It is wise to install a carbon monoxide detector if you have fuel-burning equipment.

Combustion spillage caused by exhaust devices overpowering the furnace

Combustion spillage caused by exhaust devices overpowering the furnace

  1. natural draft furnace spills combustion products into house
  2. fireplace draws excessive air, causing other equipment to backdraft, and can spill at the end of a burn
  3. dryer
  4. range hood
  5. exhaust fans depressurize interior of house

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Where Can I Get More Information?

This fact sheet is intended to provide you with a general introduction to air-leakage control. The following publications contain more detailed information.

Consumer's Guide to Buying Energy-Efficient Windows and Doors
Keeping the Heat In
Improving Window Energy Efficiency
Moisture Problems
Heat Recovery Ventilator (HRV)

Energy Publications
Office of Energy Efficiency
Natural Resources Canada
St. Joseph Communications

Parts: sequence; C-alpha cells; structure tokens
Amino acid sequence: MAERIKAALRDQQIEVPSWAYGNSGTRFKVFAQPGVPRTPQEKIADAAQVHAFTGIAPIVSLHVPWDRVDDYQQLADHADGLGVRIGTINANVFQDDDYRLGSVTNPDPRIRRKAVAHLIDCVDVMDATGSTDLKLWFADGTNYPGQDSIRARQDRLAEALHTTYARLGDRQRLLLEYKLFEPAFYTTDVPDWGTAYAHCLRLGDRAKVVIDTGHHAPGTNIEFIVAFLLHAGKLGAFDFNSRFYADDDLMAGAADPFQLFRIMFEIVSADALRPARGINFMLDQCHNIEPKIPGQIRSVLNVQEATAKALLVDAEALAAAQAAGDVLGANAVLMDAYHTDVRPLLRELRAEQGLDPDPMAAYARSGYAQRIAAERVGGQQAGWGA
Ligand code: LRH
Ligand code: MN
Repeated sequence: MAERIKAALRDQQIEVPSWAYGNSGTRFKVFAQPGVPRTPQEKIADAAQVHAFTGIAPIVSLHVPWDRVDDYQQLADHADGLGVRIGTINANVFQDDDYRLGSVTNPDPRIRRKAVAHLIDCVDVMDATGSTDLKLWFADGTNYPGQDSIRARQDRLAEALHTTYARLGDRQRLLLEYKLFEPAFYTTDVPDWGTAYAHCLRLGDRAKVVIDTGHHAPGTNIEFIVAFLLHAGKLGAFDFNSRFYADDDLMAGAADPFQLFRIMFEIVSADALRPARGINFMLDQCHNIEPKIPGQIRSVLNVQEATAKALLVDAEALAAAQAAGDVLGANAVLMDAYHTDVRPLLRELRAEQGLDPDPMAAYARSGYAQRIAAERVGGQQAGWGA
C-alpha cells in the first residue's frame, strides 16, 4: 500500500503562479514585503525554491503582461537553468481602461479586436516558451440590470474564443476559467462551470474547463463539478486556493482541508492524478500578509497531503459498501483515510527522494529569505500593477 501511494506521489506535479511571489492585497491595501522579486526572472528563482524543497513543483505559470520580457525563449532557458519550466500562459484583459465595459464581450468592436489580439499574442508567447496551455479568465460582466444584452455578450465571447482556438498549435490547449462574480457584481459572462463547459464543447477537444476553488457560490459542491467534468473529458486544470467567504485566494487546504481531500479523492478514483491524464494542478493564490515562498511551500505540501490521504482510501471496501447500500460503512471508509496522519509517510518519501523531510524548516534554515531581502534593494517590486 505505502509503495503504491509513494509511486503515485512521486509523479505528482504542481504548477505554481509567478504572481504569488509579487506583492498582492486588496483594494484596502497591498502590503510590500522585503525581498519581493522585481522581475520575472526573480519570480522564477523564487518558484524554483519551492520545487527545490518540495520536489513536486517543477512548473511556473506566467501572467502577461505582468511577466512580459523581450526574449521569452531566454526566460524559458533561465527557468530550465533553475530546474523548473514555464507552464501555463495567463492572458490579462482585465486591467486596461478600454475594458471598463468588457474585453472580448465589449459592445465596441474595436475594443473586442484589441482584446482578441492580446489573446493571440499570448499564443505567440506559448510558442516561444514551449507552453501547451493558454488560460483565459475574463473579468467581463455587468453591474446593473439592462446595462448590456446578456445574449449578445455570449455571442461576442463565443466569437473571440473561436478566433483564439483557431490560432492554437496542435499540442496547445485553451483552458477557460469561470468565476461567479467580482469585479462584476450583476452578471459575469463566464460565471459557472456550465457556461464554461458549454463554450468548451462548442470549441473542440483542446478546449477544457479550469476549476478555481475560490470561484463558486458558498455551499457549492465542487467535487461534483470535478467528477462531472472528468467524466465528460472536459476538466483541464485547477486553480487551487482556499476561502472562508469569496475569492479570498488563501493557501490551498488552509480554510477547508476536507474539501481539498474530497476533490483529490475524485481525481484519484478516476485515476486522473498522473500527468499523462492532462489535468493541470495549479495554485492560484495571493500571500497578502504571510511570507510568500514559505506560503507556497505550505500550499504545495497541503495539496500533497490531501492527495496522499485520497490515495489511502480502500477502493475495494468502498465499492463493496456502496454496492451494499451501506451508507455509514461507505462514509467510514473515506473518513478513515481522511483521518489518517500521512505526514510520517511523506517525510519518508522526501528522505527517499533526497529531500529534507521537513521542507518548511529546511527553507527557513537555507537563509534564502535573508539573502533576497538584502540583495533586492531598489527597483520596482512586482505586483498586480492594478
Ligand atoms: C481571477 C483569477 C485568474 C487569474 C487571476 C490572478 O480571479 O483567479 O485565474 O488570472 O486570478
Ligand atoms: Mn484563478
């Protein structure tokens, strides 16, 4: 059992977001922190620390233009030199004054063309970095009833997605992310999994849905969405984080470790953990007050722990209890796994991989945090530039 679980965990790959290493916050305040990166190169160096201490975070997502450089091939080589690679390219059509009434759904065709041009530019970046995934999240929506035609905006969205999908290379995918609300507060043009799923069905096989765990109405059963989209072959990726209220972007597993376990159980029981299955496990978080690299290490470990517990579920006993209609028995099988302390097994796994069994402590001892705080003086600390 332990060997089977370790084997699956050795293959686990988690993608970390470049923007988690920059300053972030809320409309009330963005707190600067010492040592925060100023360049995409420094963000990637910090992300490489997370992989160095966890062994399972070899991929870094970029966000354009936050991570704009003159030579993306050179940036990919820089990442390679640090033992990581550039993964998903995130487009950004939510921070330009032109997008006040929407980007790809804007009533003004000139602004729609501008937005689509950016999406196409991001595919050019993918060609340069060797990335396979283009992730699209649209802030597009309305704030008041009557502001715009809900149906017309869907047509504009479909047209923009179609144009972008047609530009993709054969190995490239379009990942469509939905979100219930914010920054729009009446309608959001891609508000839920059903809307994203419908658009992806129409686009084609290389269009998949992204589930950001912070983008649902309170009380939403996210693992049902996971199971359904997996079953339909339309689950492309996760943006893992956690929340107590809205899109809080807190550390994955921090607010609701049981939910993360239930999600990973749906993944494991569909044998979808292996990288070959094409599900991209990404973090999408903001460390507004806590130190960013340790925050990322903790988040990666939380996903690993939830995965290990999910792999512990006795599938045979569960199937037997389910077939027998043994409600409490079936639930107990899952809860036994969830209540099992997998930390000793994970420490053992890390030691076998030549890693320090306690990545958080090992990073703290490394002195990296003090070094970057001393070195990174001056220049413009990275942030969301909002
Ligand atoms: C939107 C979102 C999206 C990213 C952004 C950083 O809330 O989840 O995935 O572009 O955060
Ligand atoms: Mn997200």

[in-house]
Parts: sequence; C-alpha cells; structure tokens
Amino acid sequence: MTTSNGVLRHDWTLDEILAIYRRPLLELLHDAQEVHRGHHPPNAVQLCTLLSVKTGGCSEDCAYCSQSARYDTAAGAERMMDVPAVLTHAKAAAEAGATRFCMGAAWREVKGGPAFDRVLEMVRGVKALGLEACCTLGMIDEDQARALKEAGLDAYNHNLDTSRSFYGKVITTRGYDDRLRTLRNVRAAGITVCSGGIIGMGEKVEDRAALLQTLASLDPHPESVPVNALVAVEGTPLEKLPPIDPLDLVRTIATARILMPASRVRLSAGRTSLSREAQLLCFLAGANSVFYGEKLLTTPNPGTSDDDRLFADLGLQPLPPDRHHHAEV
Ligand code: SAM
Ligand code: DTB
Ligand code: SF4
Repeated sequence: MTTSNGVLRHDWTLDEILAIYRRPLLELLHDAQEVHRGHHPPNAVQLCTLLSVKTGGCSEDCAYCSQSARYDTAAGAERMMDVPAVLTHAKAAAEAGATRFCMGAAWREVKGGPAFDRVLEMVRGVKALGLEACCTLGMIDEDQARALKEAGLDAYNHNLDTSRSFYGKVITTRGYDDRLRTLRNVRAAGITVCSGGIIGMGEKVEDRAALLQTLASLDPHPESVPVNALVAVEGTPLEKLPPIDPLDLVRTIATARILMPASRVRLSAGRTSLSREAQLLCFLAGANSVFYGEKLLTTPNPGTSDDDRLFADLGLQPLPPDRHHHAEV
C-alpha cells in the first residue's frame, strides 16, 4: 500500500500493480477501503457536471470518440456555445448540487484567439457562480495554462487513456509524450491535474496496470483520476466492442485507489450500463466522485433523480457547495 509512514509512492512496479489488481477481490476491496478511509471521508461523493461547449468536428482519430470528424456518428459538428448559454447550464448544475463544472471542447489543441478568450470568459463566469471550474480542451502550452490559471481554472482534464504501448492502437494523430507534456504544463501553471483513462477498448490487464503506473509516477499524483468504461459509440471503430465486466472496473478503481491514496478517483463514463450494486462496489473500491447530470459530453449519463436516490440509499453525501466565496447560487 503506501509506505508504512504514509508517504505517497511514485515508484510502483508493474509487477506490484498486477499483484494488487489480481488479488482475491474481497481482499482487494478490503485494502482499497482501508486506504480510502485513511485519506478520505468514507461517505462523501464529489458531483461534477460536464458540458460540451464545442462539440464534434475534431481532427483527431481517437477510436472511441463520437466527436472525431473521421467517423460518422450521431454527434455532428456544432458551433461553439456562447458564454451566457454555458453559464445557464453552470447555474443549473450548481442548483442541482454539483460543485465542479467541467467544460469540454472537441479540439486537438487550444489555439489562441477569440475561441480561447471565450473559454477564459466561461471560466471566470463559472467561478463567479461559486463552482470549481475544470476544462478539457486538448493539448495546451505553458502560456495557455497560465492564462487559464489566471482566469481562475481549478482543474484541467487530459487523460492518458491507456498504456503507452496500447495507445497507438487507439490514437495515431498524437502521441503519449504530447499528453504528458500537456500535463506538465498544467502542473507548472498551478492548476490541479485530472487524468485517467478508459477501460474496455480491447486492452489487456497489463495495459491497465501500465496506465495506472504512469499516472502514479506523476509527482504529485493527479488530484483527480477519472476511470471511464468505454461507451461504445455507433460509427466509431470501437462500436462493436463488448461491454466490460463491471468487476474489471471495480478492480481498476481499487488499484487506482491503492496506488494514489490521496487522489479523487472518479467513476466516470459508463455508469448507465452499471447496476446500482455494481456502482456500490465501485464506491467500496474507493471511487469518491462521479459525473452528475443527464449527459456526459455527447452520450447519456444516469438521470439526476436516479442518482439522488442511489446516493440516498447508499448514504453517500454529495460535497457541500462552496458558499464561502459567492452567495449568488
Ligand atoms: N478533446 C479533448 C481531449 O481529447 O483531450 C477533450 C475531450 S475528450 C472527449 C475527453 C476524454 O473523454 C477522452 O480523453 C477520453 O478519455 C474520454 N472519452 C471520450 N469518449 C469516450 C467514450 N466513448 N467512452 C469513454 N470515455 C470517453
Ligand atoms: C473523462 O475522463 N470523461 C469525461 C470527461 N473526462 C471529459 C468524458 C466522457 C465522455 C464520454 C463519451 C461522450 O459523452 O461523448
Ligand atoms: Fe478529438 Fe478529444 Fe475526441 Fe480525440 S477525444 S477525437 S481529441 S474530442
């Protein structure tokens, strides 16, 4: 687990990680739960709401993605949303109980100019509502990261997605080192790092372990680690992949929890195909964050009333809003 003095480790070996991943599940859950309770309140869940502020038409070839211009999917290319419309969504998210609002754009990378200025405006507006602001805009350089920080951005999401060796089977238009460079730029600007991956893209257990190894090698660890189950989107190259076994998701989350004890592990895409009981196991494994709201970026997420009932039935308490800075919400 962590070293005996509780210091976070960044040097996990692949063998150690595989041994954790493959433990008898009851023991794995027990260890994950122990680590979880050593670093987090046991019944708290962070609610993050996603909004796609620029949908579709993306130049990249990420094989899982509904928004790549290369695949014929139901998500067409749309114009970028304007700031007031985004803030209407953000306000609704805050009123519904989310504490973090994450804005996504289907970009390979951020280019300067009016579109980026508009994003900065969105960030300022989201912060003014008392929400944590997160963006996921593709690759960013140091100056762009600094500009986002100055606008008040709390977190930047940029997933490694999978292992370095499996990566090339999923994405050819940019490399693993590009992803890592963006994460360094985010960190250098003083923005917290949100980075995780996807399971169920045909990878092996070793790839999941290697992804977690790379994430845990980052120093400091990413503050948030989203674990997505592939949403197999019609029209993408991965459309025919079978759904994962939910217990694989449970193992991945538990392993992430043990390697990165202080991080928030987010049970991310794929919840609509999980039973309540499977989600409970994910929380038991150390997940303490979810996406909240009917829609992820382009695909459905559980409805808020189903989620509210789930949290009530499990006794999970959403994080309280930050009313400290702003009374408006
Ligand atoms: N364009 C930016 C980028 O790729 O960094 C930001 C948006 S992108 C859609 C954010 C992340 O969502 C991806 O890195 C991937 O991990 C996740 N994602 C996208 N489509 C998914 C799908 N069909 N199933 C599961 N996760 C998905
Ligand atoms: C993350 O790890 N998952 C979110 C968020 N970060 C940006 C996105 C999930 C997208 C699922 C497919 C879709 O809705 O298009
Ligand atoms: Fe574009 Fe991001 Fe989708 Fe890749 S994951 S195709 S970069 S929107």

Order Processing Unit
1165 Kenaston Street
PO Box 9809 Station T
Ottawa ON K1G 6S1
Tel.: 1-800-387-2000 (toll-free)
613-995-2943 (National Capital Region)
Fax: 613-740-3114
Web site: oee.nrcan.gc.ca/infosource
TTY: 613-996-4397 (teletype for the hearing-impaired)

The Clean Air Guide: How to Identify and Correct Indoor Air Problems in Your Home

Canada Mortgage and Housing Corporation (CMHC)
Canadian Housing Information Centre
700 Montreal Road
Ottawa ON K1A 0P7
Tel.: 1-800-668-2642
Fax: 613-748-4069
Web site: www.cmhc-schl.gc.ca

More information can be obtained from the Office of Energy Efficiency of Natural Resources Canada and from your provincial or territorial energy and environment ministries and electric and gas utilities.

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Air-Sealing Contractors

Unfortunately, most Yellow PagesTM do not have a listing for “air sealing” because it's a very specialized field. When getting estimates from contractors for air-leakage control work, ask about their past experience. Have they been involved in an air-sealing program offered by a utility or a government agency? Have they taken any training courses in air-leakage control?

Cat. No. M144-53/2007E (Print)ISBN 978-0-662-45439-7
Cat. No. M144-53/2007E-PDF (Electronic)
ISBN 978-0-662-45440-3
Aussi disponible en français sous le titre : La réduction des fuites d'air
© Her Majesty the Queen in Right of Canada, 2007